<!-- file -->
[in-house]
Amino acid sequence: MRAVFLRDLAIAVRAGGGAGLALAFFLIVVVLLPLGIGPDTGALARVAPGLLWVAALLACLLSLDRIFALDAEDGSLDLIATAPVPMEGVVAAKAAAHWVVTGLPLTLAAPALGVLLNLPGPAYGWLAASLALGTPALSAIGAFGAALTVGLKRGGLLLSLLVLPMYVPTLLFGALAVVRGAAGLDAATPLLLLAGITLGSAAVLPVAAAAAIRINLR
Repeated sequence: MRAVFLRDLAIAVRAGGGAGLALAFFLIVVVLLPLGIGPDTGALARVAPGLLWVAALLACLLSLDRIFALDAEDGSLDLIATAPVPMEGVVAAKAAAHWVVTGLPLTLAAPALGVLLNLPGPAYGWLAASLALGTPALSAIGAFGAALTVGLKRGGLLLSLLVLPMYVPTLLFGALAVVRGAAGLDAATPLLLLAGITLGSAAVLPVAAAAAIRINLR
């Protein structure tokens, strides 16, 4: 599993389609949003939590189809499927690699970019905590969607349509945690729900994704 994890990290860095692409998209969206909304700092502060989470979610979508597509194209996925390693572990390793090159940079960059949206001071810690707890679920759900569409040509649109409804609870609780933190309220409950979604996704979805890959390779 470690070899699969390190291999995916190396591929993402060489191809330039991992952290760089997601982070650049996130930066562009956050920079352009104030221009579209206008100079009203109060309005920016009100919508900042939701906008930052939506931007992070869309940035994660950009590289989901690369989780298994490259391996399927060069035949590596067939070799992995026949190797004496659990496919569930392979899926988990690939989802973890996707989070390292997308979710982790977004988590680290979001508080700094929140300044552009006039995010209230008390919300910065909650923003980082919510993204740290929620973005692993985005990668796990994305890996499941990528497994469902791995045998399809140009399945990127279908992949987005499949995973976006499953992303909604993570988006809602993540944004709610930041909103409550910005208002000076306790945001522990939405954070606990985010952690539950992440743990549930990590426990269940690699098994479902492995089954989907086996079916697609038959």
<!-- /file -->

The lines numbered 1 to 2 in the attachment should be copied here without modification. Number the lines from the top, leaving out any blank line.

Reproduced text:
[in-house]
Amino acid sequence: MRAVFLRDLAIAVRAGGGAGLALAFFLIVVVLLPLGIGPDTGALARVAPGLLWVAALLACLLSLDRIFALDAEDGSLDLIATAPVPMEGVVAAKAAAHWVVTGLPLTLAAPALGVLLNLPGPAYGWLAASLALGTPALSAIGAFGAALTVGLKRGGLLLSLLVLPMYVPTLLFGALAVVRGAAGLDAATPLLLLAGITLGSAAVLPVAAAAAIRINLR